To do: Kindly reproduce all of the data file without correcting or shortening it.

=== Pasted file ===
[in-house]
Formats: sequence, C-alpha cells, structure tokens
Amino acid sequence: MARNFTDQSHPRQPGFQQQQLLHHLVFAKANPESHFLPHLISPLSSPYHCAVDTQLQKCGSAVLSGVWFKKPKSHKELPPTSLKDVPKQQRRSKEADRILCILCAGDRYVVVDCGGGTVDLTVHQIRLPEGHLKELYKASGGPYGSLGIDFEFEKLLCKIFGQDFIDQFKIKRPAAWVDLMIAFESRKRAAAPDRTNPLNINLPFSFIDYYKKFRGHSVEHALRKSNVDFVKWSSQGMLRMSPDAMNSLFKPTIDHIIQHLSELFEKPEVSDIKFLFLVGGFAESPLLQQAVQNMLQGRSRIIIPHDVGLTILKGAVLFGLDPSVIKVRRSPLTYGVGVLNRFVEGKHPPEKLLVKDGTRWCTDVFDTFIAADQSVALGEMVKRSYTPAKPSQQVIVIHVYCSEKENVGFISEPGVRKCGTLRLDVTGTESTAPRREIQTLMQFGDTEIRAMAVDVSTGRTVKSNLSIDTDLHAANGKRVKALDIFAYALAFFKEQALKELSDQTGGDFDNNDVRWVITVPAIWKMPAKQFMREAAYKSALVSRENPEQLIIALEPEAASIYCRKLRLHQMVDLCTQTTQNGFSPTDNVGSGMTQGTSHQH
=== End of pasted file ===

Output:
[in-house]
Formats: sequence, C-alpha cells, structure tokens
Amino acid sequence: MARNFTDQSHPRQPGFQQQQLLHHLVFAKANPESHFLPHLISPLSSPYHCAVDTQLQKCGSAVLSGVWFKKPKSHKELPPTSLKDVPKQQRRSKEADRILCILCAGDRYVVVDCGGGTVDLTVHQIRLPEGHLKELYKASGGPYGSLGIDFEFEKLLCKIFGQDFIDQFKIKRPAAWVDLMIAFESRKRAAAPDRTNPLNINLPFSFIDYYKKFRGHSVEHALRKSNVDFVKWSSQGMLRMSPDAMNSLFKPTIDHIIQHLSELFEKPEVSDIKFLFLVGGFAESPLLQQAVQNMLQGRSRIIIPHDVGLTILKGAVLFGLDPSVIKVRRSPLTYGVGVLNRFVEGKHPPEKLLVKDGTRWCTDVFDTFIAADQSVALGEMVKRSYTPAKPSQQVIVIHVYCSEKENVGFISEPGVRKCGTLRLDVTGTESTAPRREIQTLMQFGDTEIRAMAVDVSTGRTVKSNLSIDTDLHAANGKRVKALDIFAYALAFFKEQALKELSDQTGGDFDNNDVRWVITVPAIWKMPAKQFMREAAYKSALVSRENPEQLIIALEPEAASIYCRKLRLHQMVDLCTQTTQNGFSPTDNVGSGMTQGTSHQH